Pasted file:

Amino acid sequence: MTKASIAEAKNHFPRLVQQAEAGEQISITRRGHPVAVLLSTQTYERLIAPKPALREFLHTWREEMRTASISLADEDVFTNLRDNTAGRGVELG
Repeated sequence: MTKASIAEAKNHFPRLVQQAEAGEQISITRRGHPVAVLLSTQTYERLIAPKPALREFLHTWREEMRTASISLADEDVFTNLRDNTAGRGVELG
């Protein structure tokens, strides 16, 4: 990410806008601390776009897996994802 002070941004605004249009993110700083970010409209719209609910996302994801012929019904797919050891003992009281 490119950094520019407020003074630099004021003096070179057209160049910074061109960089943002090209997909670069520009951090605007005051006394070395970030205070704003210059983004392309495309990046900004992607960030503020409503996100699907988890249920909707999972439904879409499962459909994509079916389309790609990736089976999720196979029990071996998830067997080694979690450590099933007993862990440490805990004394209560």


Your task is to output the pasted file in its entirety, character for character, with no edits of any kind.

Amino acid sequence: MTKASIAEAKNHFPRLVQQAEAGEQISITRRGHPVAVLLSTQTYERLIAPKPALREFLHTWREEMRTASISLADEDVFTNLRDNTAGRGVELG
Repeated sequence: MTKASIAEAKNHFPRLVQQAEAGEQISITRRGHPVAVLLSTQTYERLIAPKPALREFLHTWREEMRTASISLADEDVFTNLRDNTAGRGVELG
């Protein structure tokens, strides 16, 4: 990410806008601390776009897996994802 002070941004605004249009993110700083970010409209719209609910996302994801012929019904797919050891003992009281 490119950094520019407020003074630099004021003096070179057209160049910074061109960089943002090209997909670069520009951090605007005051006394070395970030205070704003210059983004392309495309990046900004992607960030503020409503996100699907988890249920909707999972439904879409499962459909994509079916389309790609990736089976999720196979029990071996998830067997080694979690450590099933007993862990440490805990004394209560």